Oil spills in the Philippines: What history and data tell

With a coastline stretching over 18,000 kilometres and coastal waters covering 266,000 kilometres, the Philippines has seen some devastating oil spills in previous years.

Cristina Eloisa Baclig

Cristina Eloisa Baclig

Philippine Daily Inquirer



March 8, 2023

MANILA, Philippines — With a coastline stretching over 18,000 kilometers and coastal waters covering 266,000 kilometers, the Philippines has seen some devastating oil spills in previous years.

Last week, a tanker carrying 800,000 liters of industrial fuel capsized at Balingawan Point in Tablas Strait near Naujan and the island province of Marinduque after it experienced engine trouble.

On February 28, MT Princess Empress, bound for Iloilo from Bataan, began to sink after its engine overheated due to straining amid rough sea conditions.

The following day, the tanker plunged 460 meters below sea level.

According to the Philippine Coast Guard (PCG), the oil spill has already reached the island town of Caluya, between Mindoro and Panay. It has also been observed along the shoreline of Barangay Buhay na Tubig in Pola town.

Officials from several coastal towns of Oriental Mindoro have already declared states of calamity.

As government agencies and experts assess the extent of the damage caused by the oil spill from MV Princess Empress, INQUIRER.net looks back at some of the biggest oil spills in the country.

In the past years, similar spills—some even more significant and devastating—have threatened other parts of the country.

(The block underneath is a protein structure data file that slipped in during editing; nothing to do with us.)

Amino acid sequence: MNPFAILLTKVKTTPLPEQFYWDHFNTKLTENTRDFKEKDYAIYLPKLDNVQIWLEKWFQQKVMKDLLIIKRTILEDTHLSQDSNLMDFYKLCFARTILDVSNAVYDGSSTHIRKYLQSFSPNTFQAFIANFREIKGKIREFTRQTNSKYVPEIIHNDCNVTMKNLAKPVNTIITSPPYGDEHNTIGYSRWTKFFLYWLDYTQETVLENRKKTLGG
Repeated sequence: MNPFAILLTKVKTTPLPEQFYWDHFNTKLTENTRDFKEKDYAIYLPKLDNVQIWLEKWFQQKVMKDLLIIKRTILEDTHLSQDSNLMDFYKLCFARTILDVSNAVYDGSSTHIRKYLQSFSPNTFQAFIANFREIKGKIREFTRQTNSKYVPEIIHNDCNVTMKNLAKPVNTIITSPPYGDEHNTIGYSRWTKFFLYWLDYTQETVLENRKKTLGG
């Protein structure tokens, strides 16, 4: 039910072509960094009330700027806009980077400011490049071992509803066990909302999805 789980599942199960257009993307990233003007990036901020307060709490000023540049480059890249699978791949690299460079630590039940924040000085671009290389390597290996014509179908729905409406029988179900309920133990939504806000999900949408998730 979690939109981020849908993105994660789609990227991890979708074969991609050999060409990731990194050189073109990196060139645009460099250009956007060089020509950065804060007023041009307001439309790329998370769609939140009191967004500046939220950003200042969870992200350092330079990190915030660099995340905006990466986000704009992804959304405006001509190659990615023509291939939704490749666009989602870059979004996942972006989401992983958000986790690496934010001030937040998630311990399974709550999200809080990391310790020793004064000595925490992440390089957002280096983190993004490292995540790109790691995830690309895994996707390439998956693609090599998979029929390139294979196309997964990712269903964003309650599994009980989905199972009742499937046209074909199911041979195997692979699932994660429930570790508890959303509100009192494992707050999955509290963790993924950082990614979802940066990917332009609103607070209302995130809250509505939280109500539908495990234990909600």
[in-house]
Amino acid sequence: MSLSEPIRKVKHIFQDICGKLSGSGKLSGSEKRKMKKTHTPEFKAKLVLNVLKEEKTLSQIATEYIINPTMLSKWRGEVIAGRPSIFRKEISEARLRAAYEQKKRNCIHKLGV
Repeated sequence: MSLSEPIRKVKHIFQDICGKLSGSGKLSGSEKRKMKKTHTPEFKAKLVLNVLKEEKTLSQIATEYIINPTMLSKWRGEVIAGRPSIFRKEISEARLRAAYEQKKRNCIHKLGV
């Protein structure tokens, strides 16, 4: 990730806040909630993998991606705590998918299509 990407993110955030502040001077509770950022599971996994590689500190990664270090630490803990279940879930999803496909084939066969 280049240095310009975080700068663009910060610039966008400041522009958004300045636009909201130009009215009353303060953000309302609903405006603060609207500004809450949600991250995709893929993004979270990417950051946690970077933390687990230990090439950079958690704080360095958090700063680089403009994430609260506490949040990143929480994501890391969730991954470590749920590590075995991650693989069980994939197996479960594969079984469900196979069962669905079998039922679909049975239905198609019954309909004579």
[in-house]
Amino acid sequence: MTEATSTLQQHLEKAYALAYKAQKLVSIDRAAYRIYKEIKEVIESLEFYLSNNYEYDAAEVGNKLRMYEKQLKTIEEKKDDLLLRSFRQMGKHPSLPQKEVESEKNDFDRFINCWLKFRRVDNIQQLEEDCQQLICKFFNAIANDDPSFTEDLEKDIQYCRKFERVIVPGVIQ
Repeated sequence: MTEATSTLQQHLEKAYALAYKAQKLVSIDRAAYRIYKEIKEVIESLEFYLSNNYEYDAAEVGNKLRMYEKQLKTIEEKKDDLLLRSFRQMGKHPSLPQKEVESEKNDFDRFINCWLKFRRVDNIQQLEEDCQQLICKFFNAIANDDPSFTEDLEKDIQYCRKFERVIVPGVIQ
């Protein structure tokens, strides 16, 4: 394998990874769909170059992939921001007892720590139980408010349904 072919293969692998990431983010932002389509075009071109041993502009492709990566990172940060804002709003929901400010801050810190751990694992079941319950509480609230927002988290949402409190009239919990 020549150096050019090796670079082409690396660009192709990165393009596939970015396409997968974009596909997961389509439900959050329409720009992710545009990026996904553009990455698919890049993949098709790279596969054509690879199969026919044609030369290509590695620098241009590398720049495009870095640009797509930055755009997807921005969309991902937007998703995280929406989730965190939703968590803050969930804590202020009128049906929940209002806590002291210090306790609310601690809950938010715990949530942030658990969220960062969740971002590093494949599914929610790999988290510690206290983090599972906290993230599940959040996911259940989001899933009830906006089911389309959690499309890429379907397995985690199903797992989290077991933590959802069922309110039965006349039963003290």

On August 11, 2006, strong winds and high waves battered the oil tanker MT Solar I off the southern coast of Guimaras while it was carrying 2 million liters of bunker fuel from Petron Corp. The tanker was on its way to Zamboanga City from Bataan when it was overcome by unusually rough waves.


Known as the worst oil spill in the country’s history, the spill affected 1,500 hectares of the local ecosystem—including mangroves, seagrass, and coral reefs—and has severely affected the province’s marine resources, tourism industry, and economy.

According to The Manila Bay Oil Spill Contingency Plan, the largest oil spill that occurred in Manila Bay took place in Mariveles, Bulacan on July 1999, when MT Mary Anne spilled a total volume of 747,991 liters of oil.

A year before, in September 1998, MV Princess of the Orient was carrying around 600,000 liters of bunker oil and 11,000 liters of lubricating oil when it sank off Batangas and caused a massive oil spill in Manila Bay.

In August 2013, an aerial survey conducted by the PCG discovered that an estimated 500,000 liters of diesel spilled into the waters off Cavite, affecting at least four towns in the province (Rosario, Naic, Tanza, and Ternate).

Initial investigations pointed at the oil tanker MT Makisig as the source of the leak. Due to the damage caused by the spill, environmental advocates described the incident as “a repeat performance” of the “worst maritime oil disaster in the Philippines.”

Another massive oil spill hit Manila Bay in March 1999 when the tanker MT Sea Brothers sank in the bay while carrying 420,000 liters of bunker oil.

In December 2005, an oil barge of the National Power Corp. capsized off the shore of Semirara in Antique, spilling almost 200,000 liters of oil and contaminating about 40 square kilometers of water off Semirara.

Based on Greenpeace’s oil spill damage assessment, the oil spill affected over 100 hectares of mangrove and beach area and the island. The livelihood of at least 21 families likewise took a hit due to the spill.

More common than you think

Oil spills in Manila Bay, a key economic gateway where the majority of the country’s economic activities take place, are more common than some might think.

The Global Environment Facility (GEF)—United Nations Development Programme (UNDP)—International Maritime Organization Regional Programme on Building Partnerships in Environmental Management for the Seas of East Asia (PEMSEA) found that, on average, around 30,000 vessels enter Manila Bay each year.